Starting a Fire with ONE MATCH
Here's a fire starting tip I learned in the Boy Scouts. To qualify for a merit badge we had to start a fire with one match. The match happened to be a "farmers" or kitchen match, still available today.
To prepare for the fire we had to gather small bits of wood or other material available. The twigs at the end of a branch are called squaw wood, because they were small and easily gathered. They had to "snap", indicating they were dry enough to use as fuel. If it don't snap, don't use it as a starter. Small pieces of bark, grass or even shavings from a stick or branch would be good starters.
The whole idea was to spend time preparing to succeed. All you had to do was to stop and look around and think and notice the way nature provided what you needed. There were about 6 or 8 of us and all were successful with only one match.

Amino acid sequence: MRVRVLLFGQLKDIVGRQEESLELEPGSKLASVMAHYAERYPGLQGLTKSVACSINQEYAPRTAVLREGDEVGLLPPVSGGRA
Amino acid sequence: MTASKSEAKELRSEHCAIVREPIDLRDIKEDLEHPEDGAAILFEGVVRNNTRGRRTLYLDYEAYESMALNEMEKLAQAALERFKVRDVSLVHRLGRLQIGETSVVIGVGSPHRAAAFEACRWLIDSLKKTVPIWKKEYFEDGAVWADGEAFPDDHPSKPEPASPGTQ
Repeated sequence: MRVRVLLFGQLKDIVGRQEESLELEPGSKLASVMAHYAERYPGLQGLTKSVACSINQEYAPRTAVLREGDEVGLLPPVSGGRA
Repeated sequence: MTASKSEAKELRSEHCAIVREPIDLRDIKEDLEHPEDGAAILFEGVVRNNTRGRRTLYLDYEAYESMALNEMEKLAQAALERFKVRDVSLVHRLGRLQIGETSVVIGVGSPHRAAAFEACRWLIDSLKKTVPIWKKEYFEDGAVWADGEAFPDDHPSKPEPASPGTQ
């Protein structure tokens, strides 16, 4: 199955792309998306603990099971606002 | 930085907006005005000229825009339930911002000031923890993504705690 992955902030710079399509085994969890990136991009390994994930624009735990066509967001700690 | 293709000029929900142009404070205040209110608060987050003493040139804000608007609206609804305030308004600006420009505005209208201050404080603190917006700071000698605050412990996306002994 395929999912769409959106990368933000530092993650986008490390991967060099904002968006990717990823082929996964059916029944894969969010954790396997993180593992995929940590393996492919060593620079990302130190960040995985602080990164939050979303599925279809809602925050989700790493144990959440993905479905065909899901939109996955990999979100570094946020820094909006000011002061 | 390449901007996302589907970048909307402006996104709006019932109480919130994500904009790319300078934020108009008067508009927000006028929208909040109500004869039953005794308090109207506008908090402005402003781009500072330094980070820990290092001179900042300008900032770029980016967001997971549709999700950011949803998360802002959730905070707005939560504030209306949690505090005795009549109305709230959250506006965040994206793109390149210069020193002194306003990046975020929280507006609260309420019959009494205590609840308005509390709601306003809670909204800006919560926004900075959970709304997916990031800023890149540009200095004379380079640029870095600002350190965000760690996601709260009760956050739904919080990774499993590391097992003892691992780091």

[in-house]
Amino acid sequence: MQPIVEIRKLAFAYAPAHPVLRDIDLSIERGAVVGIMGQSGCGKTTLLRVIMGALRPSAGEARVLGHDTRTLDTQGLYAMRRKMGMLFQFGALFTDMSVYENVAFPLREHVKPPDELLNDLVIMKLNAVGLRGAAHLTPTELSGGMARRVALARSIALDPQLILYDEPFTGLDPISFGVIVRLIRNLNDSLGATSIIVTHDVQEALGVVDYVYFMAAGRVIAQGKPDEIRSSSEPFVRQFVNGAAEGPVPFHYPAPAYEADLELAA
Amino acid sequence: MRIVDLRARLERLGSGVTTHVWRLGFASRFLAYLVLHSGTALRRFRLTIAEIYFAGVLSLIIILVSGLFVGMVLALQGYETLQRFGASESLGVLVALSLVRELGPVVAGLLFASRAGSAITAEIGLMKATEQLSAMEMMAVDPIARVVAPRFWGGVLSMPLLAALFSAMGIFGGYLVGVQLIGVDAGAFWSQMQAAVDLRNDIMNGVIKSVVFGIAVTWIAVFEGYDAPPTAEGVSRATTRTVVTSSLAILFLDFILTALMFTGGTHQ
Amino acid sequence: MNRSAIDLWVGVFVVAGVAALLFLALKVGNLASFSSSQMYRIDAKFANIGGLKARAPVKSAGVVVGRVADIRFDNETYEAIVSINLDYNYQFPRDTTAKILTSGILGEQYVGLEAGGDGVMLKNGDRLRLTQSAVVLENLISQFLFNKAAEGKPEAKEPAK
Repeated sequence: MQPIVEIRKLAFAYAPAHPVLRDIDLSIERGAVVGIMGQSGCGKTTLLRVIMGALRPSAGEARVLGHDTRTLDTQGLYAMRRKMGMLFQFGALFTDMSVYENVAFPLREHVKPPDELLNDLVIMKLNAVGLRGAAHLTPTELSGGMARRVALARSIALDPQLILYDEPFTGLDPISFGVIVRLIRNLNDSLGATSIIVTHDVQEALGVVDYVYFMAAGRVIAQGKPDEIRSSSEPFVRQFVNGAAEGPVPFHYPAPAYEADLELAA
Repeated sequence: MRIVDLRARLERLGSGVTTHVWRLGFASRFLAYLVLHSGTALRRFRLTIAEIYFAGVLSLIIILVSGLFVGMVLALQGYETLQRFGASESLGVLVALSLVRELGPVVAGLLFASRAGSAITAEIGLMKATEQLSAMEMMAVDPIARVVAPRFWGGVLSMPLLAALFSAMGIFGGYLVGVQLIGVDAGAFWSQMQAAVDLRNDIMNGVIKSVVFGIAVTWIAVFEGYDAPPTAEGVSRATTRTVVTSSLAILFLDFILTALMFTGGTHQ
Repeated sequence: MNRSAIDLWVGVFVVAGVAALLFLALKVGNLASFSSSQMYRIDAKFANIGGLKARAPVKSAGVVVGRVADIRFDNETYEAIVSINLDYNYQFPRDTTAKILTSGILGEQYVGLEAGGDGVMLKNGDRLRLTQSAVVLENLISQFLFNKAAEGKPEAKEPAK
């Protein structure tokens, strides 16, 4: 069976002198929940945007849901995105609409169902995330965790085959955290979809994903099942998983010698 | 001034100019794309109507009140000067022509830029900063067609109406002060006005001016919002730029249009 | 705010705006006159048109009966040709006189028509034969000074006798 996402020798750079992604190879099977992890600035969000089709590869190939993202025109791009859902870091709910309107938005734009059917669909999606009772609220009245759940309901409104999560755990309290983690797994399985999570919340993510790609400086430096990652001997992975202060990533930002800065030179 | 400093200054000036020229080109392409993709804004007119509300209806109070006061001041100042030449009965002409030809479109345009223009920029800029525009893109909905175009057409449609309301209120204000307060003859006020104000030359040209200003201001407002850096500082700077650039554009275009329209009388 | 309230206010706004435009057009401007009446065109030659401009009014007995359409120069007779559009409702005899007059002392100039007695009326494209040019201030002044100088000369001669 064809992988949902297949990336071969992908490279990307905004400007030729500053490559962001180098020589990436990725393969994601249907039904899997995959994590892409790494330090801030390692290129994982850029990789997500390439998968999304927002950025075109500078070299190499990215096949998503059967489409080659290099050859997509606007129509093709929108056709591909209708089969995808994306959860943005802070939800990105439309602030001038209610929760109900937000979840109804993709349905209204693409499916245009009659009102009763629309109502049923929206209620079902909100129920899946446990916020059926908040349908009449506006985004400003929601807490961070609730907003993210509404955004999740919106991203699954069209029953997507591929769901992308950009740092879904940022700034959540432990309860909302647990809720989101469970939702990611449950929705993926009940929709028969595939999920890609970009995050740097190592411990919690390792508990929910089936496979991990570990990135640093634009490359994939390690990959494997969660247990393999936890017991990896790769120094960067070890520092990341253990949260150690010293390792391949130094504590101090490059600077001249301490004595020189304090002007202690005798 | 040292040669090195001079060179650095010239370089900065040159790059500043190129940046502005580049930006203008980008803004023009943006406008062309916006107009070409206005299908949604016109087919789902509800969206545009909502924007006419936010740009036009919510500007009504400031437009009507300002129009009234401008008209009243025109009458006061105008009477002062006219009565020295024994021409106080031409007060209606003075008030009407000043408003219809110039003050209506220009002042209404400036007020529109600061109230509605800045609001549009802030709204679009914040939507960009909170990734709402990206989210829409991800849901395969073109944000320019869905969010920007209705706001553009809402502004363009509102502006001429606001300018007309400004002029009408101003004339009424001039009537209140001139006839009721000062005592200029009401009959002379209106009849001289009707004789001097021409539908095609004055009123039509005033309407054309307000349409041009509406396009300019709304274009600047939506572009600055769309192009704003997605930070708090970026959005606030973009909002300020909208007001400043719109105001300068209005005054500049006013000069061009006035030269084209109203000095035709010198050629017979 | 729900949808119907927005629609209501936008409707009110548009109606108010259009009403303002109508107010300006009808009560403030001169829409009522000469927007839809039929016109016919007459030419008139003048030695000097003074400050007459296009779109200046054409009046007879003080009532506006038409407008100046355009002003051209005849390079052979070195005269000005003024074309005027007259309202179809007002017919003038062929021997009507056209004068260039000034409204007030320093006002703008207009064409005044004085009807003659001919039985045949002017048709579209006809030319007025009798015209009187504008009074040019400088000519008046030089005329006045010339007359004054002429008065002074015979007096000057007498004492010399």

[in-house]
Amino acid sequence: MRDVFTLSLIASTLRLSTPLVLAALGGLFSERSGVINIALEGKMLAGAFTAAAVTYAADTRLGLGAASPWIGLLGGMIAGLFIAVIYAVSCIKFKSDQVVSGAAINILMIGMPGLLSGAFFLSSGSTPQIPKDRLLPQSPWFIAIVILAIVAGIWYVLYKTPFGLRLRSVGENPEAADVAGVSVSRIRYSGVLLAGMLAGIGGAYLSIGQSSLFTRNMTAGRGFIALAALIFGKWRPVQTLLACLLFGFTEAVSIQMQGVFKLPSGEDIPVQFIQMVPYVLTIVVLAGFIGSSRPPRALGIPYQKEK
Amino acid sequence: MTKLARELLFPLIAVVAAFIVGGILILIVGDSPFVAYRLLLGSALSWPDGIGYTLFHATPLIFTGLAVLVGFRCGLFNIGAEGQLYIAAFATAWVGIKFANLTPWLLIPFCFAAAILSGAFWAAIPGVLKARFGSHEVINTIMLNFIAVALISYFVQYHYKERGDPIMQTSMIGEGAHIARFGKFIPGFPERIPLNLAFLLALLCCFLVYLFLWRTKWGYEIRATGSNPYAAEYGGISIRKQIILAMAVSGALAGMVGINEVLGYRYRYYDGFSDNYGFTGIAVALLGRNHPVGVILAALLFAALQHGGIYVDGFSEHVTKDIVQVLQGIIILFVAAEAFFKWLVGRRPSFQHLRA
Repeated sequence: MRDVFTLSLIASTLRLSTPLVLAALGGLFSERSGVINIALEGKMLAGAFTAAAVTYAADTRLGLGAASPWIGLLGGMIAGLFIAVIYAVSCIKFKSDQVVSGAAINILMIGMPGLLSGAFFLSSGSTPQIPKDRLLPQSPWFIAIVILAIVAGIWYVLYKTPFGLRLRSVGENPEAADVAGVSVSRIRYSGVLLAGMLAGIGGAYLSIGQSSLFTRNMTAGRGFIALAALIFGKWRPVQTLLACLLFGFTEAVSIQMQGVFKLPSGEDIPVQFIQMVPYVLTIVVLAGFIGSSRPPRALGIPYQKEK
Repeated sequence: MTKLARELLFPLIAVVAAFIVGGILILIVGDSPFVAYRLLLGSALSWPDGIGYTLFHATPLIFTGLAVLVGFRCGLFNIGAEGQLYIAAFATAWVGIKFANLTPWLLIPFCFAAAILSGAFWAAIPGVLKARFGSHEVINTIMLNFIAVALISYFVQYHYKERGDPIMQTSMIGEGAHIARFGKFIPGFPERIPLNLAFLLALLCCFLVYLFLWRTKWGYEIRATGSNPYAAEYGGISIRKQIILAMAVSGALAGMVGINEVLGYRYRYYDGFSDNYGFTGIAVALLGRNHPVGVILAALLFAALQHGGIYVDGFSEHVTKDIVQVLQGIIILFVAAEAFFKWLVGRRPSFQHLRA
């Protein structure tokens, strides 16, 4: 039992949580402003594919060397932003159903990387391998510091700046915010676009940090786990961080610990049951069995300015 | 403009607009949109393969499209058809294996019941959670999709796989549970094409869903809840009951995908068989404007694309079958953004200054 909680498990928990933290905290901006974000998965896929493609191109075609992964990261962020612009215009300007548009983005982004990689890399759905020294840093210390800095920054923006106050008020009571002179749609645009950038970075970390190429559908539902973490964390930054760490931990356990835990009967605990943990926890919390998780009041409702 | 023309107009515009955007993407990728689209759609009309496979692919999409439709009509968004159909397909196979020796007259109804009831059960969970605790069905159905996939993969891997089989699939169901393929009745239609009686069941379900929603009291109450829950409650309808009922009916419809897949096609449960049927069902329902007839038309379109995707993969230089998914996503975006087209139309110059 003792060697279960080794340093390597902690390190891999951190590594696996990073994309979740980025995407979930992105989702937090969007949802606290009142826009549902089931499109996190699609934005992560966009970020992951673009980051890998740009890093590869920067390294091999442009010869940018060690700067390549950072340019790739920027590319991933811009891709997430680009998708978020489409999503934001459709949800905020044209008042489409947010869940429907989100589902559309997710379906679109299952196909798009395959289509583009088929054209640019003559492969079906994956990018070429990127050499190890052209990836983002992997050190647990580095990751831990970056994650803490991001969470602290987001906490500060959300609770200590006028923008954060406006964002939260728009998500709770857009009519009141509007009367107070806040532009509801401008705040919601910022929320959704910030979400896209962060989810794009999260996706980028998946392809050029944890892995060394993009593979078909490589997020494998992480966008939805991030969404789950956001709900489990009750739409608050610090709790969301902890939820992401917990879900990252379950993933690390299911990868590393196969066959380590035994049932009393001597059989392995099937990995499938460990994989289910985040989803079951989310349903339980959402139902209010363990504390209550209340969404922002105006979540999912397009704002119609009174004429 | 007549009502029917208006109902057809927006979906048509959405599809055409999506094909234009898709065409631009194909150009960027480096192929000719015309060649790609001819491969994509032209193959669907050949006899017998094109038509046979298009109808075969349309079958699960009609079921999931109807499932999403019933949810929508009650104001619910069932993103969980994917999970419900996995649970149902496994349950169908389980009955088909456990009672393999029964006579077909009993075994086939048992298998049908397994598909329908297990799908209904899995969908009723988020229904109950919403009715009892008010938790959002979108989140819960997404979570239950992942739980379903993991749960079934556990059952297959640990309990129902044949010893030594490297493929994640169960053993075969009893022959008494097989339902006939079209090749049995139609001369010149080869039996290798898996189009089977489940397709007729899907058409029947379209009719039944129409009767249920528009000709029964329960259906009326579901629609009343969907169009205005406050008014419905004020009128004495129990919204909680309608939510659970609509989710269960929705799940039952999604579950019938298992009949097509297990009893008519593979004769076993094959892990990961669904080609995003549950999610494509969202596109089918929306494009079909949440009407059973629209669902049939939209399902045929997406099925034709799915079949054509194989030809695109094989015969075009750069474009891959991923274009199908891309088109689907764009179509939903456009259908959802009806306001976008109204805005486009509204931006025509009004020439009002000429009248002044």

One trick we used was to "fuzz" a stick. This was to take our trusty knife and shave little splits and when we were done it looked a little like a small Christmas Tree. Boy did those fuzz sticks take off when lit..
Pine needles, pine cones, dry leaves, dry grass, old bird nests, pine tree sap and other such things are good sources for tinder to start a fire. All you have to do is use your imagination and success is yours from the simplest sources.
Submitted by Scott Wortley
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